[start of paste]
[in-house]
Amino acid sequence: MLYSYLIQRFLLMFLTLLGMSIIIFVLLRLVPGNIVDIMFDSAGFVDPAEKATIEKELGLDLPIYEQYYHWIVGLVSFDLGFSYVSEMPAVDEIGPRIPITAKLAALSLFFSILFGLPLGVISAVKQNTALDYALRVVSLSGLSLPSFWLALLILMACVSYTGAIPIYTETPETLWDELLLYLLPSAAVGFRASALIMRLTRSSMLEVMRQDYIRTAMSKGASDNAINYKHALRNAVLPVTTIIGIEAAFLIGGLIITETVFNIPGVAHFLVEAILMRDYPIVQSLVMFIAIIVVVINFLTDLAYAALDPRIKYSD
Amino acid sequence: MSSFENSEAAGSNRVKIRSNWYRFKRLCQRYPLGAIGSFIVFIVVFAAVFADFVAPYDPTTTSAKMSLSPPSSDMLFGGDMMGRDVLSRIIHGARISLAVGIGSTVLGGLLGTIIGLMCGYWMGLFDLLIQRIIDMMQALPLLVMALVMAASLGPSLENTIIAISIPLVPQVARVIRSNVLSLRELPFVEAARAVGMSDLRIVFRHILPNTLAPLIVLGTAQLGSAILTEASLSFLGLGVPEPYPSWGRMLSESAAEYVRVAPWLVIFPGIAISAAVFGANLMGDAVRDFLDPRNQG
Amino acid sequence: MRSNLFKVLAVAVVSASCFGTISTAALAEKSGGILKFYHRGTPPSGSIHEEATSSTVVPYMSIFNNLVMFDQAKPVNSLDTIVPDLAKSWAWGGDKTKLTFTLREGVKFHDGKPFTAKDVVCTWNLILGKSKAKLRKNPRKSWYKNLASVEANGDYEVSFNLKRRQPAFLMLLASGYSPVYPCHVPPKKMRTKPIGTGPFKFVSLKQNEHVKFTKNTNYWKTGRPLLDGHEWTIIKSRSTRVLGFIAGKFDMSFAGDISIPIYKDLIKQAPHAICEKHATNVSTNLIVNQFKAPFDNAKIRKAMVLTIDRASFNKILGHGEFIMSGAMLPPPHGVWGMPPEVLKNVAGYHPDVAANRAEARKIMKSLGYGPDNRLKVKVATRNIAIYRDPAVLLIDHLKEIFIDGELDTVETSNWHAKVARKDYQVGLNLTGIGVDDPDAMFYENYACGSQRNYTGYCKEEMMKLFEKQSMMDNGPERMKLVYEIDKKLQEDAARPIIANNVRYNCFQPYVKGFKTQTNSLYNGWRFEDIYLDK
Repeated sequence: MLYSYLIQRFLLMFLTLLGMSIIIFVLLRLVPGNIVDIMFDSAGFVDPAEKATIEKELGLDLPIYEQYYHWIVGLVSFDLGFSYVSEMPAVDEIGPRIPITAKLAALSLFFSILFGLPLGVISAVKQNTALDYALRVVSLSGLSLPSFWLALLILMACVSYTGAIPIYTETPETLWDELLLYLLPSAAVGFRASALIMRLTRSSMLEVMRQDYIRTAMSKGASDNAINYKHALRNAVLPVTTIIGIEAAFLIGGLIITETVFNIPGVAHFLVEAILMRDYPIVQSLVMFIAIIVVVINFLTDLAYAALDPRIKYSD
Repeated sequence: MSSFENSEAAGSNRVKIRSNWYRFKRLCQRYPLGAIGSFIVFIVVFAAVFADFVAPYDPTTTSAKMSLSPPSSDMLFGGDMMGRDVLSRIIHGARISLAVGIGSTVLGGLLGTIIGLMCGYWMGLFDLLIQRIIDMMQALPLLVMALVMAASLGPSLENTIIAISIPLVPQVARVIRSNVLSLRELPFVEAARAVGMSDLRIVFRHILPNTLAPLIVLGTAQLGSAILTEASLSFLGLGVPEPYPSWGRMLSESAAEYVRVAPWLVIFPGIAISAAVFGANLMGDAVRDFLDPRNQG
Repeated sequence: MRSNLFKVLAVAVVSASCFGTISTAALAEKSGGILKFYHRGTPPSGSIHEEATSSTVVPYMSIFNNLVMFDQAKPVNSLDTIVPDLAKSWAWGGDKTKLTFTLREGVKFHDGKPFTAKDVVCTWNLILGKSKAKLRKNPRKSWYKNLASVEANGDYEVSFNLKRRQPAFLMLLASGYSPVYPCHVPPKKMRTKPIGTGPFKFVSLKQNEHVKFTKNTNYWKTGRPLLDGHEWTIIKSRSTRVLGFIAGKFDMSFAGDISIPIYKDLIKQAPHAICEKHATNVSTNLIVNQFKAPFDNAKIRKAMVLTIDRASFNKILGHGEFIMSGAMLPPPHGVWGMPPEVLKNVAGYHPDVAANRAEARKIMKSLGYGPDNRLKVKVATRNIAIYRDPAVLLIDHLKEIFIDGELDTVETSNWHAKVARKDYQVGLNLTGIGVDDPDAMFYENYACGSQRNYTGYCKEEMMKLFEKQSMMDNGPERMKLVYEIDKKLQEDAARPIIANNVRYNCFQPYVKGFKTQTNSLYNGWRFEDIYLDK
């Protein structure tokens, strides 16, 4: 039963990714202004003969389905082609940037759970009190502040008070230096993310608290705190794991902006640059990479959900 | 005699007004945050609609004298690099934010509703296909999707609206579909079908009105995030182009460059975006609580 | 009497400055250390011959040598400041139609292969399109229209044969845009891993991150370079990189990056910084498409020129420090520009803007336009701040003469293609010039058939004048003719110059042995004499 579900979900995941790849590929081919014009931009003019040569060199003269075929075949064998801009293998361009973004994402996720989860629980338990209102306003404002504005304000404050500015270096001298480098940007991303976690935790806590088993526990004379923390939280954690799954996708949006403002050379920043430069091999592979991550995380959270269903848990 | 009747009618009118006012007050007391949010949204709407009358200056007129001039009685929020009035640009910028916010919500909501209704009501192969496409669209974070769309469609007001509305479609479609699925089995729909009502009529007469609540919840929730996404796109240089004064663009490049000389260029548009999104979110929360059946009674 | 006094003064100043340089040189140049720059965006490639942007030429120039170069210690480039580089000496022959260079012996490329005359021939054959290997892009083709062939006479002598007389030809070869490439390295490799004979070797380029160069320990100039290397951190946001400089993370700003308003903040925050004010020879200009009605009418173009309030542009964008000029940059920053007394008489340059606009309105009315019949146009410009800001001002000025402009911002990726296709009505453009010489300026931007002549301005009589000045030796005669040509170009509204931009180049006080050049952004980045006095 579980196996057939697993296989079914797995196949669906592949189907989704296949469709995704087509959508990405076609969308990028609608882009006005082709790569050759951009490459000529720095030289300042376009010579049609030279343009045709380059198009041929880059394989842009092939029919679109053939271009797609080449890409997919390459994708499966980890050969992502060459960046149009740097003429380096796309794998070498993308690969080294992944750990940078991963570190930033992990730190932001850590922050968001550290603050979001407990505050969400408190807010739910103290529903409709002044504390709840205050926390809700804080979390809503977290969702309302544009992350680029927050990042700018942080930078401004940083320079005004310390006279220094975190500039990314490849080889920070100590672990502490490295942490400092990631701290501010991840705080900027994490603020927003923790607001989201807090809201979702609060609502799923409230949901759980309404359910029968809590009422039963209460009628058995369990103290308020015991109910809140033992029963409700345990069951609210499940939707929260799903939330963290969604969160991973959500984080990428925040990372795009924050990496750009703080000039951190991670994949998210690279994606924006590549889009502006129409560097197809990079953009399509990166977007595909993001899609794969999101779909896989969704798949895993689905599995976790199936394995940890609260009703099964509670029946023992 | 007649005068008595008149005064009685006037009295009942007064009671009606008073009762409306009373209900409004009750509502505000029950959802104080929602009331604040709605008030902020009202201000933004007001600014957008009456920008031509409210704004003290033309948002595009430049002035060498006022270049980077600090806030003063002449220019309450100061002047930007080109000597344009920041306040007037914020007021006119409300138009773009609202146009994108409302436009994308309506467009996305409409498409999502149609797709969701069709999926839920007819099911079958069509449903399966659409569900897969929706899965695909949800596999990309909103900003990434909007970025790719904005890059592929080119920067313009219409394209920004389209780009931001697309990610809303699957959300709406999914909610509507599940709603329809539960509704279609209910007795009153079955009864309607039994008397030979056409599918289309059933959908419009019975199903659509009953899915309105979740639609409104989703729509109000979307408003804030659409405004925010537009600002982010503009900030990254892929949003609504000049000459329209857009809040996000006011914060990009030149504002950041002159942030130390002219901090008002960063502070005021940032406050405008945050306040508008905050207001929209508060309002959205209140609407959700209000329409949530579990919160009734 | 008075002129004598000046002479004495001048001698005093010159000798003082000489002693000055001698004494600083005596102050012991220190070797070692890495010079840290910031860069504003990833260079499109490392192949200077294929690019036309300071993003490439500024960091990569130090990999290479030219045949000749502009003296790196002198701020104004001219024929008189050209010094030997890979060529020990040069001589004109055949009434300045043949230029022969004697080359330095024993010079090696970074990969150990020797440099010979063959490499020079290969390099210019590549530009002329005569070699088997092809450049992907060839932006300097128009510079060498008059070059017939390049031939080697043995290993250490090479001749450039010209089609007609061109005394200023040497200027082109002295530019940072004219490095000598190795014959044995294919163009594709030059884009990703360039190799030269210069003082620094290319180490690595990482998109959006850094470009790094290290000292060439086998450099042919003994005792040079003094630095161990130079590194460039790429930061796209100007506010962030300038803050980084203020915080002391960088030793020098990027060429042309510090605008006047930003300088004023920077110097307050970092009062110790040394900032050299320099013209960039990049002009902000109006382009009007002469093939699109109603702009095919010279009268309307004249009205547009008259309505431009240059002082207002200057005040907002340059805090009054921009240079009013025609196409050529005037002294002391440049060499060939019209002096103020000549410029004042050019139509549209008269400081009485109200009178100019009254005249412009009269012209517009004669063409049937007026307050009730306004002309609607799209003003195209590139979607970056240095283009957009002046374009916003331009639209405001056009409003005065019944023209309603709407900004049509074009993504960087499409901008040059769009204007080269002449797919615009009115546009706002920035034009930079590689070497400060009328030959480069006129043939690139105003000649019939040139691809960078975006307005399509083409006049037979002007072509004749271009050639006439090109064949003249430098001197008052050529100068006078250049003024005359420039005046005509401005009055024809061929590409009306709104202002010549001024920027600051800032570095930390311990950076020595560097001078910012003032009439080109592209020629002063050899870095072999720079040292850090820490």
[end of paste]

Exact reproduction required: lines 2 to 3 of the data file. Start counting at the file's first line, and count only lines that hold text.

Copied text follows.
Amino acid sequence: MLYSYLIQRFLLMFLTLLGMSIIIFVLLRLVPGNIVDIMFDSAGFVDPAEKATIEKELGLDLPIYEQYYHWIVGLVSFDLGFSYVSEMPAVDEIGPRIPITAKLAALSLFFSILFGLPLGVISAVKQNTALDYALRVVSLSGLSLPSFWLALLILMACVSYTGAIPIYTETPETLWDELLLYLLPSAAVGFRASALIMRLTRSSMLEVMRQDYIRTAMSKGASDNAINYKHALRNAVLPVTTIIGIEAAFLIGGLIITETVFNIPGVAHFLVEAILMRDYPIVQSLVMFIAIIVVVINFLTDLAYAALDPRIKYSD
Amino acid sequence: MSSFENSEAAGSNRVKIRSNWYRFKRLCQRYPLGAIGSFIVFIVVFAAVFADFVAPYDPTTTSAKMSLSPPSSDMLFGGDMMGRDVLSRIIHGARISLAVGIGSTVLGGLLGTIIGLMCGYWMGLFDLLIQRIIDMMQALPLLVMALVMAASLGPSLENTIIAISIPLVPQVARVIRSNVLSLRELPFVEAARAVGMSDLRIVFRHILPNTLAPLIVLGTAQLGSAILTEASLSFLGLGVPEPYPSWGRMLSESAAEYVRVAPWLVIFPGIAISAAVFGANLMGDAVRDFLDPRNQG